Applying research-based learning in medical education through the route of special study modules: Notes from the UK

23 Nov 2016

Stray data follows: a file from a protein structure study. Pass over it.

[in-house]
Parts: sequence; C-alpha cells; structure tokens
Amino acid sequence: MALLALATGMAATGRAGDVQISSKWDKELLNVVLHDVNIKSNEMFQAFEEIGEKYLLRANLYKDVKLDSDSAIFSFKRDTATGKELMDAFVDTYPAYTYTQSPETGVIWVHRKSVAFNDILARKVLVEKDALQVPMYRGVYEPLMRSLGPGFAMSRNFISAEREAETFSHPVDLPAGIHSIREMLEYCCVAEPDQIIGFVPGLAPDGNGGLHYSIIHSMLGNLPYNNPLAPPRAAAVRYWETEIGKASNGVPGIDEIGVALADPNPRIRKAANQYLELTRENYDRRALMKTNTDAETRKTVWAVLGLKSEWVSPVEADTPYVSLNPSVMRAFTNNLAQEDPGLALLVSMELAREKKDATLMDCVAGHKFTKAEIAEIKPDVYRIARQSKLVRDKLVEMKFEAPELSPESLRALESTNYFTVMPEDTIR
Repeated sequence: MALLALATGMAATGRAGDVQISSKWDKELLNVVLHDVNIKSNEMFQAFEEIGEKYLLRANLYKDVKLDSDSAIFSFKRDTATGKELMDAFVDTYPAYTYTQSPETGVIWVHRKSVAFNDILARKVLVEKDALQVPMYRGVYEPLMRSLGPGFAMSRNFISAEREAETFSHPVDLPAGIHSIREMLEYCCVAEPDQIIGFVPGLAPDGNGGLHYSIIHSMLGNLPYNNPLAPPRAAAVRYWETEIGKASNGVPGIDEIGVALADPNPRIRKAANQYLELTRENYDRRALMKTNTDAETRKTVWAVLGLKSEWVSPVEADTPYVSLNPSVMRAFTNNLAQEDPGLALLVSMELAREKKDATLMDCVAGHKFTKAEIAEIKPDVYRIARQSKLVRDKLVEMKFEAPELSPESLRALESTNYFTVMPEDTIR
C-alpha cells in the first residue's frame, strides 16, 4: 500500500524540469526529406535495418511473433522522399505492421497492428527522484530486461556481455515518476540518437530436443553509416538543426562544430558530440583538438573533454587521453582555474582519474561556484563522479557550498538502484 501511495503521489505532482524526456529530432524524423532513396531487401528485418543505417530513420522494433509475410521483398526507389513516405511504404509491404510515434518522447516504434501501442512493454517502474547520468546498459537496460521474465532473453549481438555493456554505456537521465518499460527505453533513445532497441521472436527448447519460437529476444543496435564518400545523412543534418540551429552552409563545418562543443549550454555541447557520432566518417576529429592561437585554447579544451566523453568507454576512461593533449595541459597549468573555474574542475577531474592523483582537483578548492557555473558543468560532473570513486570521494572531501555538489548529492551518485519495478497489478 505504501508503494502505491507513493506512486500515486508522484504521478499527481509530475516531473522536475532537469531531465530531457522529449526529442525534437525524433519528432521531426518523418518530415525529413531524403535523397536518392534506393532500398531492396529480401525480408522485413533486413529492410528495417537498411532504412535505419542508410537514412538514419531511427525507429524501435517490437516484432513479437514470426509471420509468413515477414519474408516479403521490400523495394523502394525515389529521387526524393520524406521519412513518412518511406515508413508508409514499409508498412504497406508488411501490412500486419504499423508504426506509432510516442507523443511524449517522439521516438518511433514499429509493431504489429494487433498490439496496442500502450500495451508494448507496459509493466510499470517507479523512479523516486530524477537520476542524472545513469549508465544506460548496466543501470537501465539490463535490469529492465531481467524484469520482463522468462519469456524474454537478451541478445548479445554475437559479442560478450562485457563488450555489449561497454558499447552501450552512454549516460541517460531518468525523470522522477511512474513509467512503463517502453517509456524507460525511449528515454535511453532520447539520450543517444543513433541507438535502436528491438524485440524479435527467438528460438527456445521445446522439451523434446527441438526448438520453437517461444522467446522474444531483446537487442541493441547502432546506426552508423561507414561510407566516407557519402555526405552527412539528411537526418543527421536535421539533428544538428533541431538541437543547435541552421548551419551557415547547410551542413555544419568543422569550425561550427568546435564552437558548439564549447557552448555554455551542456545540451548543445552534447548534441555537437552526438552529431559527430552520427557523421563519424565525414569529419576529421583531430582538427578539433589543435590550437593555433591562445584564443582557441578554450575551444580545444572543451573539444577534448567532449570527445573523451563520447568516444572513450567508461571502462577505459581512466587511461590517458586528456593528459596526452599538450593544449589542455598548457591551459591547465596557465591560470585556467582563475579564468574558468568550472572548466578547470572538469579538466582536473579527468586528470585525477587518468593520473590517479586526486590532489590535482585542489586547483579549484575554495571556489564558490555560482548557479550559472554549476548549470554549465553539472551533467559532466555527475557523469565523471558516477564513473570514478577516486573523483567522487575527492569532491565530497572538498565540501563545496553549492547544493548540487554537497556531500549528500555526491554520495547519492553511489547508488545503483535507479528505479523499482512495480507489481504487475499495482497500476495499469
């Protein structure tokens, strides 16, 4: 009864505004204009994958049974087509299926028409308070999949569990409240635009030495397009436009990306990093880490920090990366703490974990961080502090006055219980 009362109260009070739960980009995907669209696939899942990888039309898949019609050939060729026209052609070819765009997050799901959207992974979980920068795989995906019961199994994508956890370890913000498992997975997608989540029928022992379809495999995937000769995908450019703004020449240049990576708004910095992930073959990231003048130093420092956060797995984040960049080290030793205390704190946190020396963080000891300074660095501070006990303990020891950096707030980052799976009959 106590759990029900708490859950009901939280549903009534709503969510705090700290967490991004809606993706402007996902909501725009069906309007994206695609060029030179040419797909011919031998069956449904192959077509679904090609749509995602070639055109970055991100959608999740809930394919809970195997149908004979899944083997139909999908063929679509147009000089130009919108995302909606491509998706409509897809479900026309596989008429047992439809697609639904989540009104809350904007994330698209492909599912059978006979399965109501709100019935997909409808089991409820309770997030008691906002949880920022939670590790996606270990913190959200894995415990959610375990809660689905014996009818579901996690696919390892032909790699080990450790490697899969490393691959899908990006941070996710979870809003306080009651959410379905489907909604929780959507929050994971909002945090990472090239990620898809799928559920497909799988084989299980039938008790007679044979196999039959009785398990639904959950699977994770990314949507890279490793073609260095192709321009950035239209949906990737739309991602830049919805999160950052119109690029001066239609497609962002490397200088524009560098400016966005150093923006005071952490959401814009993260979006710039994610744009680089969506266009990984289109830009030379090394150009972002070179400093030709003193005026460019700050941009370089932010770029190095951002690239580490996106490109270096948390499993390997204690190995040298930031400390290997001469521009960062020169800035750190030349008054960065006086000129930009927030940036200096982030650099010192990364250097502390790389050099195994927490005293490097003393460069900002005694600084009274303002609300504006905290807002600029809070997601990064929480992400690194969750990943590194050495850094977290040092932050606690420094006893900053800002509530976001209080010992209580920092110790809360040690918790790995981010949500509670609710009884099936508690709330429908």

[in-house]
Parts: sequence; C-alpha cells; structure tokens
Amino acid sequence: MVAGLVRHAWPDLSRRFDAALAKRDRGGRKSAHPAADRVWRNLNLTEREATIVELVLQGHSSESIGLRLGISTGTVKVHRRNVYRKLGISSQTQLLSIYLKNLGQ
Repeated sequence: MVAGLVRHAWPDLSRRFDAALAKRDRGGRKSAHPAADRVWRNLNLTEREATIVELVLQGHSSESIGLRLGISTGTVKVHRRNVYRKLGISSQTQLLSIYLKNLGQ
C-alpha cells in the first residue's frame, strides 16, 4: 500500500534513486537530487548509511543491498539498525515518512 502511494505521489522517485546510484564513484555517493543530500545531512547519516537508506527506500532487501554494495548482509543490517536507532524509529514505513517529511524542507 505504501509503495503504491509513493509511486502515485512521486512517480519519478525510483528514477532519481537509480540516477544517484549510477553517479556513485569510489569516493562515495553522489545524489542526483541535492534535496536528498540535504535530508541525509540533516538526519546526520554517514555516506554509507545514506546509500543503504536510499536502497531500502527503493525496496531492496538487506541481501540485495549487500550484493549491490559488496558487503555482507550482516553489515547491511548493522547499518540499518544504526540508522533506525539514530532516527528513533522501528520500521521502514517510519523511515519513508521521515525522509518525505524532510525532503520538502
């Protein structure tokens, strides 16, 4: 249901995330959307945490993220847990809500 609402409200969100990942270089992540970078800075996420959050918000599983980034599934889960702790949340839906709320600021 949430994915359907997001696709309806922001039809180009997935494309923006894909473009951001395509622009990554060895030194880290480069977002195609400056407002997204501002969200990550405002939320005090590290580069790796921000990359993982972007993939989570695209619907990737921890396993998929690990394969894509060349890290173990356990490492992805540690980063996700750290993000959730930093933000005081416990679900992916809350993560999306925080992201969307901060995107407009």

Involvement in research has largely been the privileged domain of academics and postgraduate students ? with few examples in the literature of undergraduate students? engagement in research. In the UK, however, Special Study Modules (SSMs) feature prominently in undergraduate medical programmes. This is in response to the requirements laid down by the General Medical Council, which stated that medical students need to be trained in the methodology of research. The purpose of this article is to describe and discuss the contextualization of research-based learning through Special Study Modules in the undergraduate medical programme at a University in the UK. Students were given support through: 1) Training and development in research methodology; 2) formative feedback on their research proposals; and 3) supervision of their research projects. The research output was a poster presentation, which constituted the summative assessment. Students not only acquired knowledge and skills, but were also responsible for producing knowledge through research-based learning. The article concludes by describing the challenges and merits of applying research-based learning through the route of SSMs. Although the method for research-based learning discussed in this article is located in medical education and in the form of SSMs, it can be applied in any other discipline. Key words: Research-based learning, Special Study Modules, medical education, generic skills, problem-solving, assessment rubric.